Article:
Miles then joked that he noticed that they were "always rebooting them". I replied "I am a Mac user so I have no sympathy whatsoever".
Miles then said "Yea, I guess I set you up for that one"...
"NASA's Office of Legislative Affairs issued the Annual Call for Legislative Proposals for the FY 2008 NASA Authorization Act. This is an annual call for legislative language to be considered for inclusion in the agency's FY 2008 Authorization bill. The agency's proposed bill will be submitted to the Office of Management and Budget (OMB) this fall as part of the agency's FY 2008 budget package submittal."
"NASA issued a press release yesterday, which spelled out its latest security regulations as they apply to the news media. As is often typical of the folks at NASA headquarters, no one apparently expended much brainpower in thinking this through in terms of the logic of the change in policy - and ramifications thereof. Moreover, no one (apparently) bothered to check and see if there was any consistency in how people were already being treated in terms of identifying them and tracking their activities while inside NASA Headquarters - and how these new rules meshed with those already in place.
The net result is an uneven policy with regard to public access to NASA Headquarters whereby news media have to undergo a full FBI background check, and be escorted wherever they go, yet people attending advisory committee meetings simply walk in off the street, show a photo ID, get a visitor's badge and go wherever they wish to go."
From Wednesday's press China oportunity: NASA Chief, on First China Trip, Says Joint Spaceflight Is Unlikely, NY Times
"We did discuss closer cooperation in our nations' science programs," Mr. Griffin said during a news conference in which American reporters participated by telephone. "We're all very encouraged by those initial discussions."
From Tuesday's China press opportunity (transcript): Mark Carreau from the Houston Chronicle was allowed to submit a question by email:
"MR. ACOSTA: All right. Let me ask one question that came from the Houston Chronicle, Mike, that was sent to me. The question comes from Mark Carreau. It said, "I would be interested in Administrator Griffin's impressions of China's overarching commitment to human space exploration, as well his impressions of the capabilities of the personnel and facilities the NASA entourage has met with or visited so far." You kind of touched upon that, but - -"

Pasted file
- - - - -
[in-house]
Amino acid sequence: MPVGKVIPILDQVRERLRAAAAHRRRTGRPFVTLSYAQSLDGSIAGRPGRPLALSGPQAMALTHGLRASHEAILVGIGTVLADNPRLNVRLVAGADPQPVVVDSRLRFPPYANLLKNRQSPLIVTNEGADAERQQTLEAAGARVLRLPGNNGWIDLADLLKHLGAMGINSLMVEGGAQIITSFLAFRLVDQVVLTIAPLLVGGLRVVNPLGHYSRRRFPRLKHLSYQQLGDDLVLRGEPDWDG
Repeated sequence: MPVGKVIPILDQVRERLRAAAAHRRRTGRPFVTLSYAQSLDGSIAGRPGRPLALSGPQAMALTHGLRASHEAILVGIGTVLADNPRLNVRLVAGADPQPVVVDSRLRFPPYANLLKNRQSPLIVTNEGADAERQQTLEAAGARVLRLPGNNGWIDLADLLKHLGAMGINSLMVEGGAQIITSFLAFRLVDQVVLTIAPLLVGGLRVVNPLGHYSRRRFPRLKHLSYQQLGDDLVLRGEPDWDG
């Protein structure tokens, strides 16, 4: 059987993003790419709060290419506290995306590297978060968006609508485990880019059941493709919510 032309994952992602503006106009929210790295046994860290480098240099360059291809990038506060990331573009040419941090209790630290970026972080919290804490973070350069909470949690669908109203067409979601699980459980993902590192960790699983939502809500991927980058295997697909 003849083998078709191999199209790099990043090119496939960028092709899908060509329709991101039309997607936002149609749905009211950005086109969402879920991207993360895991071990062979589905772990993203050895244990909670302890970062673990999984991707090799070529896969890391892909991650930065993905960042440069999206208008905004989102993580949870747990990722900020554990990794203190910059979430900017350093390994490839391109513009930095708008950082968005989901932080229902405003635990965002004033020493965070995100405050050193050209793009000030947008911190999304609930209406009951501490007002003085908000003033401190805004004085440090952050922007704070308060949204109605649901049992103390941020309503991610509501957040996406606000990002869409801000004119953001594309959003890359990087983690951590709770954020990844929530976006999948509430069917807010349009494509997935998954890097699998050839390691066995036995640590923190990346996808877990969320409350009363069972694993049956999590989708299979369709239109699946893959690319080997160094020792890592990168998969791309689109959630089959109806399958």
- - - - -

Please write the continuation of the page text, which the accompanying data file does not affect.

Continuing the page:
Editor's note: Looks like NASA PAO is hand picking reporters to participate again. This way you can control the sort of questions that get asked. No standard email media advisory to the NASA press corps was released for either event on Tuesday or Wednesday morning. Some reporters were even allowed to submit questions by email which were then asked by NASA PAO personnel.
Dean Acosta et al are playing games again, and I, for one, am tired of putting up with this.
Editor's update. Apparently NASA can't muster the energy to issue a press release for this worthwhile activity. So I took the webpage and posted it in the SpaceRef database as if it were a press release. And guess where a link to it ended up appearing - on one of the world's more popular space sites (at this moment).
Editor's note: Have a look at 21st Century Explorer Podcast Competition: "The 21st Century Explorer Podcast Competition is an Education and Public Outreach project designed to inspire and motivate the next generation of explorers and to compete effectively for the minds, imaginations, and career ambitions of Americas young people. Students will create an audio recording or video short to answer the question: "How will Space Exploration benefit your life in the future?"
This certainly looks like an interesting way to engage the public - yet NASA itself does not seem to want to promote it very much. If you go to ESMD's website, there is no mention whatsoever about this competition. So I guess they have nothing to do with it - even though it has an overt exploration theme. However, there is mention on the Grades 5-8 page at NASA's Education Office. So I guess they are sponsoring this (it is not clear from the contest website who the sponsor actually is)
NASA had certainly better hurry up and do something to promote this a little more widely since entries are due in just 2 weeks (10 October 2006).
The domain explorationpodcast.com is registered not to NASA - but to Grow Interactive in Norfolk, Virginia. The website is very nicely done and tells visitors exactly what they need to know in order to submit an entry. The website also includes an intro by "Chris" and his goofy sidekick "Blair" - who claim to be from something called "NASA Edge". There are also prizes (iPods, Mac laptops) donated by SpaceCamp and Crewstone Technologies.
Again, this looks like a really good idea - but what use is a good idea if no one knows about it?